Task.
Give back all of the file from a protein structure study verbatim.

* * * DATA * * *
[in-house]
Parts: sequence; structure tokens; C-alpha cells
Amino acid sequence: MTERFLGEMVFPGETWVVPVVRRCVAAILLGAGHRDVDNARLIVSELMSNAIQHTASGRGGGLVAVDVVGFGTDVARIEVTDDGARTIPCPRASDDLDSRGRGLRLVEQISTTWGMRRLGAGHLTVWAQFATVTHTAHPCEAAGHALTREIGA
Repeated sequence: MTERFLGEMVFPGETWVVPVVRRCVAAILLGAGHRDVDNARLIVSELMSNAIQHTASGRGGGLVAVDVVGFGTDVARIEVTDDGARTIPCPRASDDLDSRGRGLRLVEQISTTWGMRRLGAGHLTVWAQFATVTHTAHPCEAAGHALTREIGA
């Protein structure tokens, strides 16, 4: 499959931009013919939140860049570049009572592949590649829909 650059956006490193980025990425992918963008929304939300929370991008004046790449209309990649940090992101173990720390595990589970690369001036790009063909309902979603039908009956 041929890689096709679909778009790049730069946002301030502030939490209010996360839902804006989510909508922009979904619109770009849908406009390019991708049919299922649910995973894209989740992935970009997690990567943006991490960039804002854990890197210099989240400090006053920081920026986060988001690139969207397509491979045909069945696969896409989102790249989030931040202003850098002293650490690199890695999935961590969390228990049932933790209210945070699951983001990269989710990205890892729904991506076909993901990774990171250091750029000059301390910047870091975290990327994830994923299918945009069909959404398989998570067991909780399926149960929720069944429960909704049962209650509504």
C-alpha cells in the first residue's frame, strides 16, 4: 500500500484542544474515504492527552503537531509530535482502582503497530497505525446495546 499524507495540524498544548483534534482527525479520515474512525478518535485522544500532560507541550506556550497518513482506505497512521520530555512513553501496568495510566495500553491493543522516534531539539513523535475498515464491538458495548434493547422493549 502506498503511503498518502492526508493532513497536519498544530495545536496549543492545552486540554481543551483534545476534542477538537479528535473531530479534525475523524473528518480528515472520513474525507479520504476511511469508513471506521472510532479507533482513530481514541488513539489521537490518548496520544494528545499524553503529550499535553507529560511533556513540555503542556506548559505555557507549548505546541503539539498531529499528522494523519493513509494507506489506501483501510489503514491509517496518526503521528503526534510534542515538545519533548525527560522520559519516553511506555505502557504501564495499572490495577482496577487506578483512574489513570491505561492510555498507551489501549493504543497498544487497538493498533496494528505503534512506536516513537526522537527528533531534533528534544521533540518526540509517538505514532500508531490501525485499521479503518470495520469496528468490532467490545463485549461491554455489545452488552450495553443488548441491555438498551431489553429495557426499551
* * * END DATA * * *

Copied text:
[in-house]
Parts: sequence; structure tokens; C-alpha cells
Amino acid sequence: MTERFLGEMVFPGETWVVPVVRRCVAAILLGAGHRDVDNARLIVSELMSNAIQHTASGRGGGLVAVDVVGFGTDVARIEVTDDGARTIPCPRASDDLDSRGRGLRLVEQISTTWGMRRLGAGHLTVWAQFATVTHTAHPCEAAGHALTREIGA
Repeated sequence: MTERFLGEMVFPGETWVVPVVRRCVAAILLGAGHRDVDNARLIVSELMSNAIQHTASGRGGGLVAVDVVGFGTDVARIEVTDDGARTIPCPRASDDLDSRGRGLRLVEQISTTWGMRRLGAGHLTVWAQFATVTHTAHPCEAAGHALTREIGA
């Protein structure tokens, strides 16, 4: 499959931009013919939140860049570049009572592949590649829909 650059956006490193980025990425992918963008929304939300929370991008004046790449209309990649940090992101173990720390595990589970690369001036790009063909309902979603039908009956 041929890689096709679909778009790049730069946002301030502030939490209010996360839902804006989510909508922009979904619109770009849908406009390019991708049919299922649910995973894209989740992935970009997690990567943006991490960039804002854990890197210099989240400090006053920081920026986060988001690139969207397509491979045909069945696969896409989102790249989030931040202003850098002293650490690199890695999935961590969390228990049932933790209210945070699951983001990269989710990205890892729904991506076909993901990774990171250091750029000059301390910047870091975290990327994830994923299918945009069909959404398989998570067991909780399926149960929720069944429960909704049962209650509504």
C-alpha cells in the first residue's frame, strides 16, 4: 500500500484542544474515504492527552503537531509530535482502582503497530497505525446495546 499524507495540524498544548483534534482527525479520515474512525478518535485522544500532560507541550506556550497518513482506505497512521520530555512513553501496568495510566495500553491493543522516534531539539513523535475498515464491538458495548434493547422493549 502506498503511503498518502492526508493532513497536519498544530495545536496549543492545552486540554481543551483534545476534542477538537479528535473531530479534525475523524473528518480528515472520513474525507479520504476511511469508513471506521472510532479507533482513530481514541488513539489521537490518548496520544494528545499524553503529550499535553507529560511533556513540555503542556506548559505555557507549548505546541503539539498531529499528522494523519493513509494507506489506501483501510489503514491509517496518526503521528503526534510534542515538545519533548525527560522520559519516553511506555505502557504501564495499572490495577482496577487506578483512574489513570491505561492510555498507551489501549493504543497498544487497538493498533496494528505503534512506536516513537526522537527528533531534533528534544521533540518526540509517538505514532500508531490501525485499521479503518470495520469496528468490532467490545463485549461491554455489545452488552450495553443488548441491555438498551431489553429495557426499551